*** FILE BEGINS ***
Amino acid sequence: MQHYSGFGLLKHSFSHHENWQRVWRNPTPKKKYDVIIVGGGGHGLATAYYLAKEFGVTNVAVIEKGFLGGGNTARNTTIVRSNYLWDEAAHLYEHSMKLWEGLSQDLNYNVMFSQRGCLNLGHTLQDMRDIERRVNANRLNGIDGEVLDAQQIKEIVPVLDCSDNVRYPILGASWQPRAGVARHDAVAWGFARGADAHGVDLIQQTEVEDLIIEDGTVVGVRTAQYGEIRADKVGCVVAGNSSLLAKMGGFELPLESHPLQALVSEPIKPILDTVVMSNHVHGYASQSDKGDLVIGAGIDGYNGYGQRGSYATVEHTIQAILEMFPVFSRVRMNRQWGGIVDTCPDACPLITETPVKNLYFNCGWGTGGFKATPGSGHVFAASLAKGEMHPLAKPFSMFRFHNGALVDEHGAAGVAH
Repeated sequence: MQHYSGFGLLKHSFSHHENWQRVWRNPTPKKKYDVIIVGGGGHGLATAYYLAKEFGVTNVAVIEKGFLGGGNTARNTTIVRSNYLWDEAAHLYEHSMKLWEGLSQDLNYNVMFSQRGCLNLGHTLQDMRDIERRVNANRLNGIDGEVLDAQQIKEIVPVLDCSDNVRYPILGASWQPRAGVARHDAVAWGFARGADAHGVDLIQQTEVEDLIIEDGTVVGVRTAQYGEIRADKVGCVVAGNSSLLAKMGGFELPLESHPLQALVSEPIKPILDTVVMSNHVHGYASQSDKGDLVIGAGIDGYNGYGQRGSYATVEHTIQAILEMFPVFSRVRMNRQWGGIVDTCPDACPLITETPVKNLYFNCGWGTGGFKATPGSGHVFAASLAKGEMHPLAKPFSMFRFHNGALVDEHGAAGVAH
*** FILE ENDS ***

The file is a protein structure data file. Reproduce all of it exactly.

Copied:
Amino acid sequence: MQHYSGFGLLKHSFSHHENWQRVWRNPTPKKKYDVIIVGGGGHGLATAYYLAKEFGVTNVAVIEKGFLGGGNTARNTTIVRSNYLWDEAAHLYEHSMKLWEGLSQDLNYNVMFSQRGCLNLGHTLQDMRDIERRVNANRLNGIDGEVLDAQQIKEIVPVLDCSDNVRYPILGASWQPRAGVARHDAVAWGFARGADAHGVDLIQQTEVEDLIIEDGTVVGVRTAQYGEIRADKVGCVVAGNSSLLAKMGGFELPLESHPLQALVSEPIKPILDTVVMSNHVHGYASQSDKGDLVIGAGIDGYNGYGQRGSYATVEHTIQAILEMFPVFSRVRMNRQWGGIVDTCPDACPLITETPVKNLYFNCGWGTGGFKATPGSGHVFAASLAKGEMHPLAKPFSMFRFHNGALVDEHGAAGVAH
Repeated sequence: MQHYSGFGLLKHSFSHHENWQRVWRNPTPKKKYDVIIVGGGGHGLATAYYLAKEFGVTNVAVIEKGFLGGGNTARNTTIVRSNYLWDEAAHLYEHSMKLWEGLSQDLNYNVMFSQRGCLNLGHTLQDMRDIERRVNANRLNGIDGEVLDAQQIKEIVPVLDCSDNVRYPILGASWQPRAGVARHDAVAWGFARGADAHGVDLIQQTEVEDLIIEDGTVVGVRTAQYGEIRADKVGCVVAGNSSLLAKMGGFELPLESHPLQALVSEPIKPILDTVVMSNHVHGYASQSDKGDLVIGAGIDGYNGYGQRGSYATVEHTIQAILEMFPVFSRVRMNRQWGGIVDTCPDACPLITETPVKNLYFNCGWGTGGFKATPGSGHVFAASLAKGEMHPLAKPFSMFRFHNGALVDEHGAAGVAH